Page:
Di seguito, il cablogramma pubblicato da Wikileaks a proposito di un rapporto confidenziale che la Croce rossa trasmette agli Stati Uniti. C’è un elenco dettagliato delle torture cui il governo indiano sottopone i civilli del Kashmir per estorcere loro informazioni.
La Croce rossa sapeva. Ma ha taciuto, se non per via diplomatica. In nome del principio della neutralità.
Ecco il testo del cablo.
Wednesday, 06 April 2005, 13:56
S E C R E T SECTION 01 OF 03 NEW DELHI 002606
EO 12958 DECL: 04/05/2015
TAGS PHUM, PREL, PTER, IN, PK, Human Rights
SUBJECT: ICRC FRUSTRATED WITH INDIAN GOVERNMENT
Classified By: DCM Robert O. Blake, Jr. for Reasons 1.4 (B, D)
1. The International Committee of the Red Cross – which communicates its findings only to governments and shuns publicity – briefed American diplomats on widespread severe torture in Indian prisons in Kashmir between 2002 and 2004. The humanitarian organisation argued that the Indian government “condoned” the mistreatment but pointed nonetheless to some signs of progress otherwise.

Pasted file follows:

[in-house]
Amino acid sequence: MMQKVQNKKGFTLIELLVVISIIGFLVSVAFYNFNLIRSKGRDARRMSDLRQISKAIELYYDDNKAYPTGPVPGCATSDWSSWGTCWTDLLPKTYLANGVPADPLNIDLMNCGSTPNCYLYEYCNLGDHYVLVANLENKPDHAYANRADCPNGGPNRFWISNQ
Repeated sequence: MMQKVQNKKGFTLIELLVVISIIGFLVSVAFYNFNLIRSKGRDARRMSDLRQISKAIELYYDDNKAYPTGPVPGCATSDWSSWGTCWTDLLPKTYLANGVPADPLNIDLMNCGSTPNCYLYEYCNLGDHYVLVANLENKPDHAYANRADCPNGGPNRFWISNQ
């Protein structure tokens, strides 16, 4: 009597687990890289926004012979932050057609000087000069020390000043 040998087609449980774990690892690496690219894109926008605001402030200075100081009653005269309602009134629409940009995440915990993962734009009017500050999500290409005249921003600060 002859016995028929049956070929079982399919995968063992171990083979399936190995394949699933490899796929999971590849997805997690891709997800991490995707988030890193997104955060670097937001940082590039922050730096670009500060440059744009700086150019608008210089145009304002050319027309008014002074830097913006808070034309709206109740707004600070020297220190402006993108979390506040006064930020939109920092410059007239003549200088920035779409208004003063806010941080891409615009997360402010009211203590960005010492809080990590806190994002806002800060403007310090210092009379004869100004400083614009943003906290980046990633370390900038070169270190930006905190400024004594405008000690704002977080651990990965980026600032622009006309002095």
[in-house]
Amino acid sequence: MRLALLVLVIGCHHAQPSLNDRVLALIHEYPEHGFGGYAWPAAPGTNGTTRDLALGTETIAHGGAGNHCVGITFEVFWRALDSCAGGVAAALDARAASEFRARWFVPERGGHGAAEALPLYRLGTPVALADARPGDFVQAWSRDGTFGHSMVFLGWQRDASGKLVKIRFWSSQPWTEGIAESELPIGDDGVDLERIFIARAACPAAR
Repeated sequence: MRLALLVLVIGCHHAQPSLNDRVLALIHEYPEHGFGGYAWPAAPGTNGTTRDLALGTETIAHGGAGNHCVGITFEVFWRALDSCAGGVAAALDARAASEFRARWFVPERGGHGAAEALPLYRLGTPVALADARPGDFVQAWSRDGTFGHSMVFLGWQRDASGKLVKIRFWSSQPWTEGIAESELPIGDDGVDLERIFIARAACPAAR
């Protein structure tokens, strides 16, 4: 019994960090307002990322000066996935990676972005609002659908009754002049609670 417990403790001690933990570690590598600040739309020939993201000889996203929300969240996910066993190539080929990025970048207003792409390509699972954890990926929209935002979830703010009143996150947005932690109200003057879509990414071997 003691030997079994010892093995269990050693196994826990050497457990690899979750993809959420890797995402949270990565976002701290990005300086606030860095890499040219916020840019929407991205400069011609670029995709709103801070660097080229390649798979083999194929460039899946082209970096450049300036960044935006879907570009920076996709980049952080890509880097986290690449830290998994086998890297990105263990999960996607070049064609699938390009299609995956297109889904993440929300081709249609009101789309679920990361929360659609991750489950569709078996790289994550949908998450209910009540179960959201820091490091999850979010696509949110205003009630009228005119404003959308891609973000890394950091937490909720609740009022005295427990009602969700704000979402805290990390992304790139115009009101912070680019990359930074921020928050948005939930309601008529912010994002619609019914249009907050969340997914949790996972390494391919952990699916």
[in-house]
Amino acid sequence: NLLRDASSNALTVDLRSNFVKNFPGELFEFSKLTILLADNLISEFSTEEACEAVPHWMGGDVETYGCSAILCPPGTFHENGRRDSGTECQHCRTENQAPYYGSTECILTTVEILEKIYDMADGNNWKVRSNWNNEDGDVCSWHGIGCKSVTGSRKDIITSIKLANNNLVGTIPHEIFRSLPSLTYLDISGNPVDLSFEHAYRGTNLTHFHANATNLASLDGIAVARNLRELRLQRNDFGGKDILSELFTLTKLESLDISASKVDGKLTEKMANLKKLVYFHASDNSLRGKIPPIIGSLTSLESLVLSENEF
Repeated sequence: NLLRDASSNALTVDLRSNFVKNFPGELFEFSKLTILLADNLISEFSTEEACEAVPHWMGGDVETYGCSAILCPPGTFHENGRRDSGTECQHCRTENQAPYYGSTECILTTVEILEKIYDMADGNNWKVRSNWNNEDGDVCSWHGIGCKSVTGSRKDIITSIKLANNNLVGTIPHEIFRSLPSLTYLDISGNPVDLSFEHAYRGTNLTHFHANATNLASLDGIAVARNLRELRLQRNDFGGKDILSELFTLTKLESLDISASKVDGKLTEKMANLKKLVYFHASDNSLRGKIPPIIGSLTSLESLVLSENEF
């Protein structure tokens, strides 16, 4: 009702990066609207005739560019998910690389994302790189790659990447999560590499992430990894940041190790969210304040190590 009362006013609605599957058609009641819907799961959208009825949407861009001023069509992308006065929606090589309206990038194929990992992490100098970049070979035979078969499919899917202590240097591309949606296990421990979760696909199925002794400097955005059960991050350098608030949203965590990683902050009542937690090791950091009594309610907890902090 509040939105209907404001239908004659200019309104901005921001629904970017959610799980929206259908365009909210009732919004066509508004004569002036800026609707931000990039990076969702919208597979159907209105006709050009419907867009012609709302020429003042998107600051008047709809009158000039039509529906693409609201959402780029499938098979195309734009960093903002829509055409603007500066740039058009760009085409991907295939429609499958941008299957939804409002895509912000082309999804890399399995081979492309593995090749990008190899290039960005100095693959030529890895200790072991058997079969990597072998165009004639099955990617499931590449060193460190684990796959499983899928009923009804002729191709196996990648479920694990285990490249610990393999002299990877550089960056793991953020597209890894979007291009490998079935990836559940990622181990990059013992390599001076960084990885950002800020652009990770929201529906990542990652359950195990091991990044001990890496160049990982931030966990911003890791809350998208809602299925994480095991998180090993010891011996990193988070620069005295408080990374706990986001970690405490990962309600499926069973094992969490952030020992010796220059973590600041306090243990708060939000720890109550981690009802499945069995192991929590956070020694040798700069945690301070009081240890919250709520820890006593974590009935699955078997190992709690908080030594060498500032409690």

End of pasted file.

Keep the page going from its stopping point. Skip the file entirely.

1. (S) Summary: In a April 1 confidential briefing on GOI detention centers in Kashmir, ICRC XXXXXXXXXXXX described to D/Polcouns torture methods and relatively stable trend lines of prisoner abuses by Indian security forces, based on data derived from 1491 interviews with detainees during 2002-2004. The continued ill-treatment of detainees, despite longstanding ICRC-GOI dialogue, have led the ICRC to conclude that the New Delhi condones torture. The MEA/MHA recently protested ICRC presence and activities in J&K, and keeps the organization in legal limbo, but allows their operations to continue. Security forces in J&K are open to ICRC seminars in international humanitarian law (IHL). ICRC stressed that it was not asking for USG action, but may seek to mobilize support in the future, if its relations with the GOI do not improve. Separately, the media reported that COAS LTG JJ Singh put human rights issues at the center of an April 4 conference of army commanders. End Summary. ICRC XXXXXXXXXXXX XXXXXXXXXXXX gave us a confidential briefing on the ICRC Kashmir program, the first such detailed and organized presentation Embassy has received in a number of years. The XXXXXXXXXXXX have limited the information they have exchanged with us to general comments on the human rights situation in Kashmir and the Northeast “in order to respect their confidentiality agreement with the GOI,” with which relations have been strained. XXXXXXXXXXXX intimated that the reason he was departing from this practice was ICRC annoyance with the GOI, and his view that the USG would be an ally in ICRC attempts to regularize its status in India. The UK, Holland, and France would receive the same briefing, he stated.